Making an academic poster presentation
An academic poster is a summary of your research, scholarly,
or creative project in a visually engaging way. It must be academically sound,
highlighting the context of your work (through photographs, maps, etc.), your
methods, and results (with graphs, charts, photographs, etc.).
The poster should be able to stand on its own as a clear,
logical presentation of your work, without any explanation from you.
To do a poster presentation, you should prepare an “elevator
speech” – a one to two-minute summary of your project that you could deliver to anyone during
a typical elevator ride. Don’t
wait for viewers to ask a question; say, “Would you like to hear about my
research in about two minutes or less?” This frees them from having to read and
figure it all out themselves. Then offer to answer questions. If you don’t know an answer, admit it,
speculate with the person, or ask what s/he thinks. Be sure to check to see if your
listener understands the technical aspects of your explanation and if what
you’re saying makes sense.
Be sure to speak loudly enough to be heard, slow enough that
you think your are speaking too slowly, and without fillers like “um,” “uh,”
“like,” “you know,” and “okay.”
It helps to practice on your friends and family first!
A good poster will
- Meet the guidelines for the specific event
- Match the audience knowledge base and interests
- Focus your message – what is the one thing you want
people to remember?
- Convey your message visually
- Be readable from about 4 - 6 feet away
- Be clearly organized
Posters typically include many of the sections listed below (starred
items are required).
- Collaborators (including you) and their
- Background/literature review
- Research question/s*
- Materials, approach, process, or methods*
- Results/conclusion* (in humanities: main argument,
insight, and significance of work)
- Future directions, especially if this is a work in
- Contact information*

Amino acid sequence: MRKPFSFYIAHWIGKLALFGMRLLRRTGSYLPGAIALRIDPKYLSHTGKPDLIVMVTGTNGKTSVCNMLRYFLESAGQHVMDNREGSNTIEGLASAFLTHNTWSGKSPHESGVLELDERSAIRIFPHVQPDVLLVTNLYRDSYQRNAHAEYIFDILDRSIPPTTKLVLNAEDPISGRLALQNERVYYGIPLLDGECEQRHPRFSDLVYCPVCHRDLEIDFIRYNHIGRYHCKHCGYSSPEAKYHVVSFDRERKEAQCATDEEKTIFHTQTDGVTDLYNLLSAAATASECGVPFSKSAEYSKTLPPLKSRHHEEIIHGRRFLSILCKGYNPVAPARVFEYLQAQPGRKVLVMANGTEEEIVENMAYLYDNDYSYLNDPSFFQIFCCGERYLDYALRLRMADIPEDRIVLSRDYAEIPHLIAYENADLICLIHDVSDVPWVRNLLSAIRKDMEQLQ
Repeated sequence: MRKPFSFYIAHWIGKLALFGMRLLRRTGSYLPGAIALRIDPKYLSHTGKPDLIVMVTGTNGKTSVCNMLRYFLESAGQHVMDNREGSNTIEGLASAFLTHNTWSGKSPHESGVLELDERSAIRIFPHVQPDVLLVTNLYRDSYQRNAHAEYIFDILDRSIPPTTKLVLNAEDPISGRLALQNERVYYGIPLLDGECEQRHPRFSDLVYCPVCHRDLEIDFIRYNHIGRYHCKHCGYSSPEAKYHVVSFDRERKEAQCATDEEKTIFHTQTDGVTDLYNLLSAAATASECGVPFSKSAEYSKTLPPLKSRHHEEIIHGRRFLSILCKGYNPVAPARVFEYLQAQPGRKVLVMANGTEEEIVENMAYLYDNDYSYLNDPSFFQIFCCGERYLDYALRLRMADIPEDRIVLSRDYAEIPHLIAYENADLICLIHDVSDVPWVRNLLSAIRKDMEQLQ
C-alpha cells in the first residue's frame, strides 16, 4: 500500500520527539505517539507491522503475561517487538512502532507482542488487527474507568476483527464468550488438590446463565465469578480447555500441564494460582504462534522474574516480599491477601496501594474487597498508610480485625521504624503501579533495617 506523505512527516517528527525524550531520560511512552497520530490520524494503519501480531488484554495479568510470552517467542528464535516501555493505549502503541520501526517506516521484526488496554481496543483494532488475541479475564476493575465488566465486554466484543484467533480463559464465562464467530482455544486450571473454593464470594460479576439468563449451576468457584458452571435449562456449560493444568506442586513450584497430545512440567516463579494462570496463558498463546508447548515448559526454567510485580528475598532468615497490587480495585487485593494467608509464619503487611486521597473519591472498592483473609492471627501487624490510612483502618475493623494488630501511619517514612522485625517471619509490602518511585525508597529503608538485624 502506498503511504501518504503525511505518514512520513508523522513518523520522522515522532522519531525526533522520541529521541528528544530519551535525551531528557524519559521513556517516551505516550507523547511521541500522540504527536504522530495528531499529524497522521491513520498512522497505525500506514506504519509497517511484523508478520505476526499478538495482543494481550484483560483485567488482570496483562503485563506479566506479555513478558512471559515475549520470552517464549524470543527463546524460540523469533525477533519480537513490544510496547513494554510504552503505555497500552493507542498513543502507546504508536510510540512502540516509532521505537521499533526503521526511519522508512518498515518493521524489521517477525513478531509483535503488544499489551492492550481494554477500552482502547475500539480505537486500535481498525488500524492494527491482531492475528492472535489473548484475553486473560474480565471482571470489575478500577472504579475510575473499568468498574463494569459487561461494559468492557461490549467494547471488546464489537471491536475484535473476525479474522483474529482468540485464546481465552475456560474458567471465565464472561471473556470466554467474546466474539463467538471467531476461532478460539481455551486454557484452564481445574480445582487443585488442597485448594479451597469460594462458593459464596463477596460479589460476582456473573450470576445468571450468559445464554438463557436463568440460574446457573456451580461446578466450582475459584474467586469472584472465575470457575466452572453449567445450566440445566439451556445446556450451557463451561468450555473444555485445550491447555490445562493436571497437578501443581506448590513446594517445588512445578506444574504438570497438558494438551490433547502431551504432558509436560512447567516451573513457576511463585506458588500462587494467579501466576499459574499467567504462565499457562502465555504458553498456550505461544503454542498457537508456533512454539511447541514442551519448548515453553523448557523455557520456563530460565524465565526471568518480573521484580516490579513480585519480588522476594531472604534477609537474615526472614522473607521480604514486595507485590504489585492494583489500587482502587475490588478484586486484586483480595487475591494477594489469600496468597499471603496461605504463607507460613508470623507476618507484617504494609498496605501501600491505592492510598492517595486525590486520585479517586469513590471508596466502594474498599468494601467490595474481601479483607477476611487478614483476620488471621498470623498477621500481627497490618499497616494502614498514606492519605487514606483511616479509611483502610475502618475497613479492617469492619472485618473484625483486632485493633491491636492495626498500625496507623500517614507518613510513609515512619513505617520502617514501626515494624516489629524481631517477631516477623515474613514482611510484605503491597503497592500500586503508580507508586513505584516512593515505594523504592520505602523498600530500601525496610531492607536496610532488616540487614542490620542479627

Poster design tips
For a few quick hints, check out this Poster Presentation Seminar slide show
from Rachel Dueck, NAU Marketing Creative Coordinator. For additional information, consider the following tips when designing your poster.
- Most students use Microsoft PowerPoint to design
posters. Be sure to begin by
setting the page size to your final poster size. More sophisticated programs such as
Adobe InDesign, Illustrator, or Photoshop are other design options.
- Use large text (your text should be at least 18-24 pt;
headings 30-60 pt; title >72pt.)
- Do not use more than 2-3 font styles total
- Use fonts that are easy to read (such as Times New
Roman, Garamond, and Arial)
- Avoid jagged edges: left-justify text within text boxes
or fully justify blocks of text
- Avoid too much text (no more than 800 words max) and
undefined technical jargon (depending upon your potential audience)
- Choose colors carefully and pay attention to contrast. If in doubt, dark print on light
background is best. Remember – some colorblind people cannot distinguish
between red and green.
- Organize and align your content with columns, sections,
headings, and blocks of text
- White space is important to increase visual appeal and
readability (this is the “empty” space between sections, columns,
headings, blocks of text, and graphics).
- Selectively incorporate charts, graphs, photographs, key
quotations from primary sources, maps, and other graphics that support the
theme of your poster. It is best to
avoid using tables of data.
- Avoid fuzzy images; make sure all graphics are high-resolution
(at least 300ppi) and easily visible
- Include the NAU
- Edit your poster carefully for typographic or
grammatical mistakes and image quality before the final print-out (use the
Not all of the posters on these sites
meet high quality standards.
Poster preparation resources